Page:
Fear is a state no one wants to embrace, yet for many of us it’s the background music to our lives. But by making friends with fear and understanding why it exists, we can become less vulnerable to harm—and less afraid. Read on to learn a better approach to fear.
In The Gift of Fear: Survival Signals That Protect Us From Violence, author Gavin de Becker argues that we all have an intuitive sense of when we are in danger. Drawing upon his experience as a high-stakes security specialist, he explains how we can protect ourselves by paying better attention to our gut feelings and not letting denial lead us to harm. Our intuition, honed by evolution and by a lifetime of experience, deserves more respect.
Far too many people are walking around in a constant state of vigilance, their intuition misinformed about what really poses danger. It needn’t be so. Fear will gain credibility because it won’t be applied wastefully.
When we walk around terrified all the time, we can’t pick out the signal from the noise. If you’re constantly scared, you can’t correctly notice when there is something genuine to fear. True fear is a momentary signal, not an ongoing state. What we fear the most is rarely what ends up happening. Fixating on particular dangers blinds us to others. We focus on checking the road for snakes and end up getting knocked over by a car.
Fear Vs. anxiety
Fear is not the same as anxiety. Although people experiencing anxiety are often afraid of both the anxiety and what they presume to be its cause, these two states have different triggers. The key factors that differentiates the two:
Anxiety, unlike real fear, is always caused by uncertainty. It is caused, ultimately, by predictions in which you have little confidence. You might have anxiety about the things you can’t predict with certainty, such as the ramifications of losing the job. Predictions in which you have high confidence free you to respond, adjust, feel sadness, accept, prepare, or to do whatever is needed. Accordingly, anxiety is reduced by improving your prediction, thus increasing your certainty.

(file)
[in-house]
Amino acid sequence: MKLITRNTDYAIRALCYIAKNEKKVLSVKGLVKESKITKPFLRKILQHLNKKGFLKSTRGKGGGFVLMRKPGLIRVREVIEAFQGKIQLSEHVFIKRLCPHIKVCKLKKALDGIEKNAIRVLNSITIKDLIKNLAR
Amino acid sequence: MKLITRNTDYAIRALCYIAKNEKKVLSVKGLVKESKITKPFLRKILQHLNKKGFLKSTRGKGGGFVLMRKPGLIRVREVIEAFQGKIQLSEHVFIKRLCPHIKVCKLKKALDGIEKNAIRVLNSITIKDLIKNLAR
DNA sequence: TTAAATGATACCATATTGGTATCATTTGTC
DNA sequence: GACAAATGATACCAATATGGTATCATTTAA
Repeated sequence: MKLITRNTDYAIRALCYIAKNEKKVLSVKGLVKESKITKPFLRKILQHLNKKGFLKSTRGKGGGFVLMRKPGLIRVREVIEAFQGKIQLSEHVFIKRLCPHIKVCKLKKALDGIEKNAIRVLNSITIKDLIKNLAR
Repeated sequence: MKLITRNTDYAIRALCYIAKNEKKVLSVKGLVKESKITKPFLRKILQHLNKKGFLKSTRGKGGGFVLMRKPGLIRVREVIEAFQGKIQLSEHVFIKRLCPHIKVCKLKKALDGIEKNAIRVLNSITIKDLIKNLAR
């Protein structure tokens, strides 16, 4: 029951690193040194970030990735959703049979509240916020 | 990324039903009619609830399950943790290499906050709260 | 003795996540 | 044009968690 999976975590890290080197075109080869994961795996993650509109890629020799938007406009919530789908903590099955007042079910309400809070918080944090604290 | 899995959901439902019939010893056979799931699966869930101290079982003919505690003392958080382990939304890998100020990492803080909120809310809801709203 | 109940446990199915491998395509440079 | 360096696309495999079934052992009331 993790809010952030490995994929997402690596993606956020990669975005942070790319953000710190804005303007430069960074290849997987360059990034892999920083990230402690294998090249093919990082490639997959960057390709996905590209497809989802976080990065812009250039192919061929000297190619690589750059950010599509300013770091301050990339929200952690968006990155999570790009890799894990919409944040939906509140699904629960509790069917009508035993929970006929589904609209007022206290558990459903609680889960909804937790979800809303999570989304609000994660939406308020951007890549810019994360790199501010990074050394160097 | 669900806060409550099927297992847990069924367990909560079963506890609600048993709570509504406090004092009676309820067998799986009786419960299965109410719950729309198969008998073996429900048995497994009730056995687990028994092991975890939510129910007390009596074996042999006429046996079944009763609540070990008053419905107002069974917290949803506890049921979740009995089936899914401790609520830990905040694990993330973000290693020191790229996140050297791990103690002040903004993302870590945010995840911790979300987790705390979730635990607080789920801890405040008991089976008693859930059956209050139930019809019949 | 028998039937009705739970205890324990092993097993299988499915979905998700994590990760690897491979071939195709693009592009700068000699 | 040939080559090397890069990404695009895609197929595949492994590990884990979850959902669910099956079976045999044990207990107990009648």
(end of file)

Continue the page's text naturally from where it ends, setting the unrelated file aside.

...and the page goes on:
Understand that when we’re anxious, it’s because we’re uncertain. The solution to this, then, isn’t worrying more it’s doing all we can to either find clarity or working to accept that uncertainty is part of life.
How we can use fear
We learn that we’ll be in a better position if we can face possible threats with a calm mind, alert to our internal signals but not anticipating every possible bad thing that could happen. While being told to stop panicking never helped anyone, we benefit by understanding that being overwhelmed by fear will hurt us more. Our imaginary fears harm us more than reality ever does.
Once we’ve faced that reality, some of the shock goes away and we can think about how to prepare. After all, catastrophe and tragedy are part of the journey, not an unexpected detour. Being aware and accepting of the inevitable terrible things that will happen is actually a critical tool in mitigating both their severity and impact.
We don’t need to live in fear to stay safe. A better approach is to be aware of the risks we face, accept that some are unknown or unpredictable, and do all we can to be prepared for any serious or imminent dangers. Then we can focus our energy on maintaining a calm mind and trusting that our intuition will protect us.
“We are more often frightened than hurt; and we suffer more from imagination than from reality.”
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